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Defining values and value behaviors that resonate across cultures

Updated: Jan 26, 2022

Part 1 of 2

When we don’t interculturally validate our company values and associated behaviors, we are setting ourselves up for failure.

1. Framing the issue

Companies have traditionally used Mission, Vision, Values (MVV) to define who they are: Typically, a one-pager, sometimes the proverbial poster on the wall, a section in the back of a brochure, and a page under the 'About Us' section on the website.

Some have been creative with language and use words and phrases like Purpose, Who we are, How we roll, The Way we do things.

It is important to define who you are, what you want to be famous for, and the impact you want to have in the world.

People have assumed that because values are so important, they need to have them, and they need to have a definition to explain the meaning of their value words.

Unfortunately, crafting values and value definitions is often done by a small group of decision-makers in the company, or is sometimes even outsourced to people in the marketing space.

If the work is outsourced, a small group of decision-makers in the company will vet what the branding team has come up with. If it is done by an internal team, it often results in the crafting of values and value definitions being done by the people on the team who have English as their first language, who will likely have similar cultural preferences. As a result, the values and definitions are not representative of the current and future diversity of the organization. Here are some of the ensuing challenges:

  • Defining values by giving them a definition is a very 'academic' and theoretical exercise. It is often detached from the ‘expression of the thinking, speaking and acting of the people who contribute to the organization’.

  • As a result, people don’t take the values seriously and when you ask people who work in the organization what the company values are, they typically don’t know them or don’t remember them.

  • Many values and their definitions are so ambiguous that you can take them in too many directions when it comes to behaving in accordance with them...

  • Leaving things open for cultural interpretation, especially when you have so many cultures in the organization, leads to brand pollution and decisions that harm the company’s reputation.

  • If the company culture is not global enough, it will result in difficulty attracting worldwide talent.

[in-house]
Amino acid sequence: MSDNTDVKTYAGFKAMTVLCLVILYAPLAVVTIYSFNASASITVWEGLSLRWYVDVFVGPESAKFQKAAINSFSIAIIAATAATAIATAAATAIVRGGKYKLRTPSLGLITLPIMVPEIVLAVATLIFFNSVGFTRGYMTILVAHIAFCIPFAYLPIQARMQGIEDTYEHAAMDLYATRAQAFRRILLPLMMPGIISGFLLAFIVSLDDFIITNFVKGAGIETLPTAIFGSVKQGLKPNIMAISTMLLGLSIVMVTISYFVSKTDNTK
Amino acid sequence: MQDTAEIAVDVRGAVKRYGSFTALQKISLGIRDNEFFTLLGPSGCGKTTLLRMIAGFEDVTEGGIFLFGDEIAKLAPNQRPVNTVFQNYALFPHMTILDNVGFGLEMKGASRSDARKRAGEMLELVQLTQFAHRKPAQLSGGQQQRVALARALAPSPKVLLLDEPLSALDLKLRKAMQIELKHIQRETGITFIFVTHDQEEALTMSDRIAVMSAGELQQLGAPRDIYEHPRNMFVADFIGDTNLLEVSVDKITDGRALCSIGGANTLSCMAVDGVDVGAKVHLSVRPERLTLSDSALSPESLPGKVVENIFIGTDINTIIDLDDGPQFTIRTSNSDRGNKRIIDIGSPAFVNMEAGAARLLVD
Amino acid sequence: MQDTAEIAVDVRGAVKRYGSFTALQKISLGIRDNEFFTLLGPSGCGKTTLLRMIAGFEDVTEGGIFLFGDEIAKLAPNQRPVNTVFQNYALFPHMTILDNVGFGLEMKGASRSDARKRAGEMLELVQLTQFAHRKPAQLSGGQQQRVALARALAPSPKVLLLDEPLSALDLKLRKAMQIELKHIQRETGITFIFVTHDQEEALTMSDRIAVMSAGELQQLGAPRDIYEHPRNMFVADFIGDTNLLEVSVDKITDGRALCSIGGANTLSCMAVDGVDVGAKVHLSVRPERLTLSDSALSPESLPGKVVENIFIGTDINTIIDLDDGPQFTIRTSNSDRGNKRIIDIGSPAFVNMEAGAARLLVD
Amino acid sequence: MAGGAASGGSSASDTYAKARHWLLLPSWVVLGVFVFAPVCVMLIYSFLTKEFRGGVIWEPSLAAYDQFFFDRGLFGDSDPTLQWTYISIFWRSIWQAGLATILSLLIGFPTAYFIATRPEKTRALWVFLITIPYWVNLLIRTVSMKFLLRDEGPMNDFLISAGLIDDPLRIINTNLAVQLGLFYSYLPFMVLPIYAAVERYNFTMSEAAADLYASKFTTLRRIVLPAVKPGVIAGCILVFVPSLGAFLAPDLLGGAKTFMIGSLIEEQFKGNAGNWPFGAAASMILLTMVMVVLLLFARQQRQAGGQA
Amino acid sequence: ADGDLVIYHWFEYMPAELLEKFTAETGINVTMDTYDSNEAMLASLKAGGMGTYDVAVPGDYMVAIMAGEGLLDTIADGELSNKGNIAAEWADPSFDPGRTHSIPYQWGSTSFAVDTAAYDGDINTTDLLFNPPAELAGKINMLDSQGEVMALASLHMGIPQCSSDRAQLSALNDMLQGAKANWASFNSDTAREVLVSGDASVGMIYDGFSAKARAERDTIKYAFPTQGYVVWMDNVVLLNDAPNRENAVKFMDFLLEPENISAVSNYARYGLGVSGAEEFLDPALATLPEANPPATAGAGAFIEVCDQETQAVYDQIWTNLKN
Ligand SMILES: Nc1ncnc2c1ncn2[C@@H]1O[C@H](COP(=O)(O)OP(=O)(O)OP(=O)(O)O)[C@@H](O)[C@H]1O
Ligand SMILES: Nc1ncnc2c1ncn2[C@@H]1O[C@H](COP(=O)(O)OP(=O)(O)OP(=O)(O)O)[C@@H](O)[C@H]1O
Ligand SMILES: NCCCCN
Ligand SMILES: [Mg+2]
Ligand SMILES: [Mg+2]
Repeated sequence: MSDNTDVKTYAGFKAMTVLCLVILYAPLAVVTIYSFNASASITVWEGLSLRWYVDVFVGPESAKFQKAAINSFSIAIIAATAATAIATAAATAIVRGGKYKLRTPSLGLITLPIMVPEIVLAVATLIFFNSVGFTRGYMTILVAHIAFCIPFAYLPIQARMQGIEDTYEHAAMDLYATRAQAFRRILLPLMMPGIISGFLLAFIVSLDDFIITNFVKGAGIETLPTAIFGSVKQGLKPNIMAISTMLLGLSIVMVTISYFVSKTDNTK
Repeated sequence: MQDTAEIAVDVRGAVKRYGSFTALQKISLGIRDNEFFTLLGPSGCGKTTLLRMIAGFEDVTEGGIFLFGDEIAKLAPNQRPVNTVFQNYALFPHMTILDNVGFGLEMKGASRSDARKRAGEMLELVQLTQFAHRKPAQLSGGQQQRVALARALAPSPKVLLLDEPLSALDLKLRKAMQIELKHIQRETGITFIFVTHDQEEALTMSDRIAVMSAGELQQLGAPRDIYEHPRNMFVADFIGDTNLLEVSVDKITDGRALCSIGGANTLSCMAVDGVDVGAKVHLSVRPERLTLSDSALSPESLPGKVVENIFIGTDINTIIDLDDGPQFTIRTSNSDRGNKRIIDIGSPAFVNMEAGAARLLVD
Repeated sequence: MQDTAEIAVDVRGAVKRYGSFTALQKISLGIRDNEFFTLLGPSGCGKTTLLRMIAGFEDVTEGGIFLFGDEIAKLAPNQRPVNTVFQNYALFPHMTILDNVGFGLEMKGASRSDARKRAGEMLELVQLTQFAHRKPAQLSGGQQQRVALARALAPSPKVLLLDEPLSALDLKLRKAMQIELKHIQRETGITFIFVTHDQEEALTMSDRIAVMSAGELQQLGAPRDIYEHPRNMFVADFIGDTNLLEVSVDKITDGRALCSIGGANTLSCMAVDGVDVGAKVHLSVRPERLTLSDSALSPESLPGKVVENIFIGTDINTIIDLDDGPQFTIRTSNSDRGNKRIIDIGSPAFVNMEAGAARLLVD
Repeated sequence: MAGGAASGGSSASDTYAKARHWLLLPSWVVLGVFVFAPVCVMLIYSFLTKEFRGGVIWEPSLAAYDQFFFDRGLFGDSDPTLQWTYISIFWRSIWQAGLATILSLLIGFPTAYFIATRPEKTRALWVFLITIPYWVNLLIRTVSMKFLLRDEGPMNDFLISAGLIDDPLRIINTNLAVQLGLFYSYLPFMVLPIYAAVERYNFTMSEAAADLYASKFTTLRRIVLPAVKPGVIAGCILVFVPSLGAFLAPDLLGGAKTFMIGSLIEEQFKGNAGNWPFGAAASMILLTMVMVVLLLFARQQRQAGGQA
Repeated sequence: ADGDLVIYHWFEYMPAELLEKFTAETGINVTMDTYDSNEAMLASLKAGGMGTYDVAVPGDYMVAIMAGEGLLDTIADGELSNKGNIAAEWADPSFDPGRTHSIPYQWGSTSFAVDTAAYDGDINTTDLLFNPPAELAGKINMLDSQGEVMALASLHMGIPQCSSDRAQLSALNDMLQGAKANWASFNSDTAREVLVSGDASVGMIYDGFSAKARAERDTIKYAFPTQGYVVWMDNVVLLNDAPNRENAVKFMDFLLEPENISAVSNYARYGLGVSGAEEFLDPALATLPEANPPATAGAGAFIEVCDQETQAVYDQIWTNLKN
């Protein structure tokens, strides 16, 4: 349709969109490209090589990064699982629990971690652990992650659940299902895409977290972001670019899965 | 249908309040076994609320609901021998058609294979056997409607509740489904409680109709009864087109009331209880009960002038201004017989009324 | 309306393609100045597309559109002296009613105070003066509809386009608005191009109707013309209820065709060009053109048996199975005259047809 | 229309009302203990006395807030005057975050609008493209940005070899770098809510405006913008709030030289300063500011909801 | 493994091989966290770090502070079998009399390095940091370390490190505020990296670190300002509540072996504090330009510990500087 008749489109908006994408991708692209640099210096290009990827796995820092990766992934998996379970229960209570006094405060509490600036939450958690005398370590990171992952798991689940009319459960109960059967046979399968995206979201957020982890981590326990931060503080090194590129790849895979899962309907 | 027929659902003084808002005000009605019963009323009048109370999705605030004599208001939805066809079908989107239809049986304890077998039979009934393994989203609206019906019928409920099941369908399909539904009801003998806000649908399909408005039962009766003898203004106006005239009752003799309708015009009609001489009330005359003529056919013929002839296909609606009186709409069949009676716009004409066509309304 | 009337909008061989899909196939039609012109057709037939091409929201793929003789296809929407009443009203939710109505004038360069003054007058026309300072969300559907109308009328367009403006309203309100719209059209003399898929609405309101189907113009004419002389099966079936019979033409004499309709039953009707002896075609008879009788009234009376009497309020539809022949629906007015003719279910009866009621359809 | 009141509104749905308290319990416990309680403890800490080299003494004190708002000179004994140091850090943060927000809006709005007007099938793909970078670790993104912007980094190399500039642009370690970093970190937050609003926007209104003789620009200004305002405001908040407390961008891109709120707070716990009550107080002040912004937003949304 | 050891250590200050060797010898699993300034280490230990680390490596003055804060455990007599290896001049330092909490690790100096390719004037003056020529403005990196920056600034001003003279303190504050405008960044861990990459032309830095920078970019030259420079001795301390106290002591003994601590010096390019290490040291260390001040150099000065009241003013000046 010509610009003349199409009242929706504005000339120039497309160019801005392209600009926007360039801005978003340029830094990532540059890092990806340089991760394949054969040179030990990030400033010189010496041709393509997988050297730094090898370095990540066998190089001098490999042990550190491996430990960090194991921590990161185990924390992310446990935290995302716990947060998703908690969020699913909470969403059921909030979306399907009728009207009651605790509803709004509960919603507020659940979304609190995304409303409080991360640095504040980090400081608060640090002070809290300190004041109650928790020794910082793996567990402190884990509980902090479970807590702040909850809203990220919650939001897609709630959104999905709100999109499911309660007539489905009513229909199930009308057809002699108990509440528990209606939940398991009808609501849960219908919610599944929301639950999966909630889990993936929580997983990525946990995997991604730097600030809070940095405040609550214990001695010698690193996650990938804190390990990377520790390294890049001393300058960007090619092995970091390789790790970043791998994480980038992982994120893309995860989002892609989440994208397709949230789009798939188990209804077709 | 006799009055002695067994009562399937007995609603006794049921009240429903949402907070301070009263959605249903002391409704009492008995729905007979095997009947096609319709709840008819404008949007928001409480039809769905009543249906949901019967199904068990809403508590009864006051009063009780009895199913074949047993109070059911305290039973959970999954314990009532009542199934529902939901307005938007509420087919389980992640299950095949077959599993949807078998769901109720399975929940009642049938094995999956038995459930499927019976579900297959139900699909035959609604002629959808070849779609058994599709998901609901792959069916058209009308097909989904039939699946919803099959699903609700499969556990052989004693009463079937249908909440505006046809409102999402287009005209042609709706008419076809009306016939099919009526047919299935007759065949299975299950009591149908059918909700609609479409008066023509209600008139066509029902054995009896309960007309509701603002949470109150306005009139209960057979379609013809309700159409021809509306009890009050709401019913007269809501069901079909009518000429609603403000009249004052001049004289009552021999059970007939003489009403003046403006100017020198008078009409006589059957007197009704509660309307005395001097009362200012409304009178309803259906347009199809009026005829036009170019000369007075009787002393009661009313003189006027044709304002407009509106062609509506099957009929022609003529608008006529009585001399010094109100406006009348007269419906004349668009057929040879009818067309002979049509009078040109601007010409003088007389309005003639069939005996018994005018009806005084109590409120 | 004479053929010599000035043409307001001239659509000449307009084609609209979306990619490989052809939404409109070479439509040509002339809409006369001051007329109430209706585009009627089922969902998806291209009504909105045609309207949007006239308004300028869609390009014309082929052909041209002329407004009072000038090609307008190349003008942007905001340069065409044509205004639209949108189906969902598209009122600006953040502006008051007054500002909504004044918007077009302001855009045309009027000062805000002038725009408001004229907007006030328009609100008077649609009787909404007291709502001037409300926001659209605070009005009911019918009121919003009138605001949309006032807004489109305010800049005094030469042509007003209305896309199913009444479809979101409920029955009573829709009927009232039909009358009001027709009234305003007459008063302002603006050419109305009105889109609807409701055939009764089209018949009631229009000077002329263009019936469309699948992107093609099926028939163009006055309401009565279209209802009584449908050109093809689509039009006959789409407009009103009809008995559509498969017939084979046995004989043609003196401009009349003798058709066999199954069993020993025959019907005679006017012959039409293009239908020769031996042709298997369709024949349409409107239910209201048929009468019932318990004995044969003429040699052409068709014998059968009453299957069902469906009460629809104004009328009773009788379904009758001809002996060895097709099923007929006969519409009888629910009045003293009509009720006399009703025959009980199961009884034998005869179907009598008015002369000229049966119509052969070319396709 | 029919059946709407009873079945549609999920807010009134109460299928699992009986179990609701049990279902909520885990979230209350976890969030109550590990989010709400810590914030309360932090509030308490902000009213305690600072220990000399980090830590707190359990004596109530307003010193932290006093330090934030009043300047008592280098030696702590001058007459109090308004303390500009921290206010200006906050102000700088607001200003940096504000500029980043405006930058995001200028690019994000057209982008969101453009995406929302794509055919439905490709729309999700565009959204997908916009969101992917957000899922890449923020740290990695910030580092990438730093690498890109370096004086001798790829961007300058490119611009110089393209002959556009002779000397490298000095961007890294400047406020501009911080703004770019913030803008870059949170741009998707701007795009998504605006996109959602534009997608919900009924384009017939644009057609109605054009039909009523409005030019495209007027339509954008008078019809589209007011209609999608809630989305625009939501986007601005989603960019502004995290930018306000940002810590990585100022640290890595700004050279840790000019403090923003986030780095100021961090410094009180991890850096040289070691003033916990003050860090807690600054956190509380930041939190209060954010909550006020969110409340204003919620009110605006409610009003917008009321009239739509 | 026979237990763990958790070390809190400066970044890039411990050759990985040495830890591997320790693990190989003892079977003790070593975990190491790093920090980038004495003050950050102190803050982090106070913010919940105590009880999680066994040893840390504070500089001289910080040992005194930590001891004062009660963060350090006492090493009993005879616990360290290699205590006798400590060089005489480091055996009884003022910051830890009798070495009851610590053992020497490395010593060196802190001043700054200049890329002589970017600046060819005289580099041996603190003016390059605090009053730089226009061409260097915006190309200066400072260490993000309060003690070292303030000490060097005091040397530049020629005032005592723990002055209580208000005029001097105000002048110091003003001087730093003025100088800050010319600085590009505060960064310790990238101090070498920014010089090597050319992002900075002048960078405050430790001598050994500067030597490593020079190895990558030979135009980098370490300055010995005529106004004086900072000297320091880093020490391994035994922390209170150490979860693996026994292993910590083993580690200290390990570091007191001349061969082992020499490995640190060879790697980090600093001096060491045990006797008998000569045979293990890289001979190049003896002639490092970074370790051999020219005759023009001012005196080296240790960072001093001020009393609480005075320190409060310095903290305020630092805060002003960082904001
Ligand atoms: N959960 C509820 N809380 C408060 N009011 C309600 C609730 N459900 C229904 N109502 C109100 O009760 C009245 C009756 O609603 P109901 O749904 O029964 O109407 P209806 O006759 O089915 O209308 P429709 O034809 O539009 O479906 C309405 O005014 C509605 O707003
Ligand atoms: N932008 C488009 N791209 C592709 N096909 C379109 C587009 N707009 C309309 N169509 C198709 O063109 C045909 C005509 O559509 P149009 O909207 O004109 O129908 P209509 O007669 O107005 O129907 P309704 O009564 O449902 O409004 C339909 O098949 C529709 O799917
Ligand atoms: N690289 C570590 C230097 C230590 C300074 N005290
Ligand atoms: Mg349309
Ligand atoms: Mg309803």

So, what do we do?

There are several arguments against even going through the exercise of specifying the values of an organization: Since most values and their definitions are ambiguous and unhelpful, should we stop wasting time, effort and money on them? Some argue that many companies use value words that are superfluous. For example, using the word ‘Ethical’ as one of the value words: They argue that successful organizations should already behave that way, since being ethical is the best long-term way to run an organization. And of course, ‘Teamwork’ is essential to create high engagement and develop High Performing Teams. So why should they even be mentioned as ‘the values of our organization’? One of the most important and challenging words in the land of values is Integrity. It is an ambiguous word which can be interpreted in so many different ways and yet, close to 90% of multinationals reference ethical behavior or use 'integrity' as one of their value words.

2. The example of Integrity

When you look at the word integrity from a cultural point of view there are a wide spectrum of culturally endorsed behaviors. Is it any wonder that making the word ‘integrity’ part of your value-one-pager doesn’t help you avoid corruption, fraud, bribery, and client relationship issues...? There are many examples of cultural clashes around the word Integrity. Here are a few examples.

In many cultures, it is normal and acceptable that a company invest money in meals or gifts for existing or future clients and even for clients’ family members, especially during special (religious) holidays or festivals.

One of our clients who worked in a tribal area on an oil & gas project, found out that offering the tribal leader a cow was the best way to say ‘thank you’ for his collaboration on the project. But it was a bit of a challenge to explain the expense of a cow to their finance colleagues at headquarters!  

In some cultures, you give money to people before they start the work and in others, you give money to people after they complete the work.

So, is it considered a bribe if an official at a government office (who works three jobs because his government salary doesn't allow him to provide enough for his family), asks for some extra money to get the work done before the end of the day? In some cultures, they have a formal mechanism for that; it’s called an expediting fee... The one is more informal, the other is formal and documented. In some cultures, you pay a ‘tip’ before the work starts (to encourage somebody to do a good job), in other cultures you pay a tip after good work has been done (the person receiving the tip does a good job in the hope that it will result in a tip). In other cultures, it is considered shameful to offer a tip because it is the honor of the worker to do an excellent job, and this is enough of a reward! In that situation, giving a tip would be seen as saying: "Let me give you some extra money so that next time you will do a better job..." In other words, using a common definition of integrity: “Employees consistently act in an honest and ethical manner”, is not going to be enough of a guide to know what is acceptable/permissible and what is not. When a company defines their values, these need to be an interculturally validated set of behaviors.

3. How to move forward